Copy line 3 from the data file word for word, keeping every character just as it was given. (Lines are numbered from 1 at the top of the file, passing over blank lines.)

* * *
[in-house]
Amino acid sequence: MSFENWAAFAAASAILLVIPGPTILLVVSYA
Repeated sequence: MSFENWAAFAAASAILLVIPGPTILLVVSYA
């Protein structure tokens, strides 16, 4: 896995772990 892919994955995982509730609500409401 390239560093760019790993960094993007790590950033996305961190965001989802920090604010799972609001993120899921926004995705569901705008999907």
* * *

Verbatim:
Repeated sequence: MSFENWAAFAAASAILLVIPGPTILLVVSYA